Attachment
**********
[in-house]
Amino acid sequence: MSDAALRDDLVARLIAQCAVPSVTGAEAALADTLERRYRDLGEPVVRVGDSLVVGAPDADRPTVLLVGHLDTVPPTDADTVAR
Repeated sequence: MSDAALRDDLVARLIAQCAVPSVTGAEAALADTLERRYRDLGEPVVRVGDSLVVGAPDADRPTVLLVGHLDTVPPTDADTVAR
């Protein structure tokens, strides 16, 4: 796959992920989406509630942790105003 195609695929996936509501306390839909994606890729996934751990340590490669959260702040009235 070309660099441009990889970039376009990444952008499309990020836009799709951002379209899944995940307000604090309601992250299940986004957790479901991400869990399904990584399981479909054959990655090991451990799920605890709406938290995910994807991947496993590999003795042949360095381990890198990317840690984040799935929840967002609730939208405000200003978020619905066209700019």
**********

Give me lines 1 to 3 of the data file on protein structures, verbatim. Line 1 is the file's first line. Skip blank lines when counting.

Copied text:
[in-house]
Amino acid sequence: MSDAALRDDLVARLIAQCAVPSVTGAEAALADTLERRYRDLGEPVVRVGDSLVVGAPDADRPTVLLVGHLDTVPPTDADTVAR
Repeated sequence: MSDAALRDDLVARLIAQCAVPSVTGAEAALADTLERRYRDLGEPVVRVGDSLVVGAPDADRPTVLLVGHLDTVPPTDADTVAR